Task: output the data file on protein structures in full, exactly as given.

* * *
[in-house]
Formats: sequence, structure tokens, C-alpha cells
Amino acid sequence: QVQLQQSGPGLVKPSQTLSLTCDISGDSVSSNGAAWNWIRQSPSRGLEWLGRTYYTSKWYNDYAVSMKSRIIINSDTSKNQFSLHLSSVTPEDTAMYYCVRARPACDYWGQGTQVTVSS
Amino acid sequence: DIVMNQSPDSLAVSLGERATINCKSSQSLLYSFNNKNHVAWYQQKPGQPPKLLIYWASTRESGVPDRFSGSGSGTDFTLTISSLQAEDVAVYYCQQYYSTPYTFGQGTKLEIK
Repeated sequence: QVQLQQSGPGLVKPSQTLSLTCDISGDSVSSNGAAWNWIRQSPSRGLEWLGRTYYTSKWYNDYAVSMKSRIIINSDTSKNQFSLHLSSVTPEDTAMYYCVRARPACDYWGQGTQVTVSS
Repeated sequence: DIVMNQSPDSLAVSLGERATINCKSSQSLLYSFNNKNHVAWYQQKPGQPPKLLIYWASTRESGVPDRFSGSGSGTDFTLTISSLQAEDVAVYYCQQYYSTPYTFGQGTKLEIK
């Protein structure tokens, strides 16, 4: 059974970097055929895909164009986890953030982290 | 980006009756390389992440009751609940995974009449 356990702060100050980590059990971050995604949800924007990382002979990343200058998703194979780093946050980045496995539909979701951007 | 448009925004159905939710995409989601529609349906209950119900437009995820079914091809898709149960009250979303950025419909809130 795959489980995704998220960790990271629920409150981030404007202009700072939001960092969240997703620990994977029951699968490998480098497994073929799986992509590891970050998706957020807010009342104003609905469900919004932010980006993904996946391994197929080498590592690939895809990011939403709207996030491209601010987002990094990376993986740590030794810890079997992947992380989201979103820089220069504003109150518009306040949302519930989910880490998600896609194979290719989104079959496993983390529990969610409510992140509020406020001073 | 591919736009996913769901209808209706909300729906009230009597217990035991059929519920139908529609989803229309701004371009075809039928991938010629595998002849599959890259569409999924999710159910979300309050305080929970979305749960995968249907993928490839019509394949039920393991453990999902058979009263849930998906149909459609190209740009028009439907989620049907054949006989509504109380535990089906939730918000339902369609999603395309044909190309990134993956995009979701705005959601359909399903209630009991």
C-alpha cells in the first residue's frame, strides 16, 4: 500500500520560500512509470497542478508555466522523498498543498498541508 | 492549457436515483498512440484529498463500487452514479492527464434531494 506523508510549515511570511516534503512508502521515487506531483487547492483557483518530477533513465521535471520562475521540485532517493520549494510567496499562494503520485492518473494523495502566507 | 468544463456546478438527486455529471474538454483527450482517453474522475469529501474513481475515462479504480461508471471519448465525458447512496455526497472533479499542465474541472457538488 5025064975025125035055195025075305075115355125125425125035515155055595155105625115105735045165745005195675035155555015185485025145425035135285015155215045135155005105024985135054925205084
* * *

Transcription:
[in-house]
Formats: sequence, structure tokens, C-alpha cells
Amino acid sequence: QVQLQQSGPGLVKPSQTLSLTCDISGDSVSSNGAAWNWIRQSPSRGLEWLGRTYYTSKWYNDYAVSMKSRIIINSDTSKNQFSLHLSSVTPEDTAMYYCVRARPACDYWGQGTQVTVSS
Amino acid sequence: DIVMNQSPDSLAVSLGERATINCKSSQSLLYSFNNKNHVAWYQQKPGQPPKLLIYWASTRESGVPDRFSGSGSGTDFTLTISSLQAEDVAVYYCQQYYSTPYTFGQGTKLEIK
Repeated sequence: QVQLQQSGPGLVKPSQTLSLTCDISGDSVSSNGAAWNWIRQSPSRGLEWLGRTYYTSKWYNDYAVSMKSRIIINSDTSKNQFSLHLSSVTPEDTAMYYCVRARPACDYWGQGTQVTVSS
Repeated sequence: DIVMNQSPDSLAVSLGERATINCKSSQSLLYSFNNKNHVAWYQQKPGQPPKLLIYWASTRESGVPDRFSGSGSGTDFTLTISSLQAEDVAVYYCQQYYSTPYTFGQGTKLEIK
């Protein structure tokens, strides 16, 4: 059974970097055929895909164009986890953030982290 | 980006009756390389992440009751609940995974009449 356990702060100050980590059990971050995604949800924007990382002979990343200058998703194979780093946050980045496995539909979701951007 | 448009925004159905939710995409989601529609349906209950119900437009995820079914091809898709149960009250979303950025419909809130 795959489980995704998220960790990271629920409150981030404007202009700072939001960092969240997703620990994977029951699968490998480098497994073929799986992509590891970050998706957020807010009342104003609905469900919004932010980006993904996946391994197929080498590592690939895809990011939403709207996030491209601010987002990094990376993986740590030794810890079997992947992380989201979103820089220069504003109150518009306040949302519930989910880490998600896609194979290719989104079959496993983390529990969610409510992140509020406020001073 | 591919736009996913769901209808209706909300729906009230009597217990035991059929519920139908529609989803229309701004371009075809039928991938010629595998002849599959890259569409999924999710159910979300309050305080929970979305749960995968249907993928490839019509394949039920393991453990999902058979009263849930998906149909459609190209740009028009439907989620049907054949006989509504109380535990089906939730918000339902369609999603395309044909190309990134993956995009979701705005959601359909399903209630009991």
C-alpha cells in the first residue's frame, strides 16, 4: 500500500520560500512509470497542478508555466522523498498543498498541508 | 492549457436515483498512440484529498463500487452514479492527464434531494 506523508510549515511570511516534503512508502521515487506531483487547492483557483518530477533513465521535471520562475521540485532517493520549494510567496499562494503520485492518473494523495502566507 | 468544463456546478438527486455529471474538454483527450482517453474522475469529501474513481475515462479504480461508471471519448465525458447512496455526497472533479499542465474541472457538488 5025064975025125035055195025075305075115355125125425125035515155055595155105625115105735045165745005195675035155555015185485025145425035135285015155215045135155005105024985135054925205084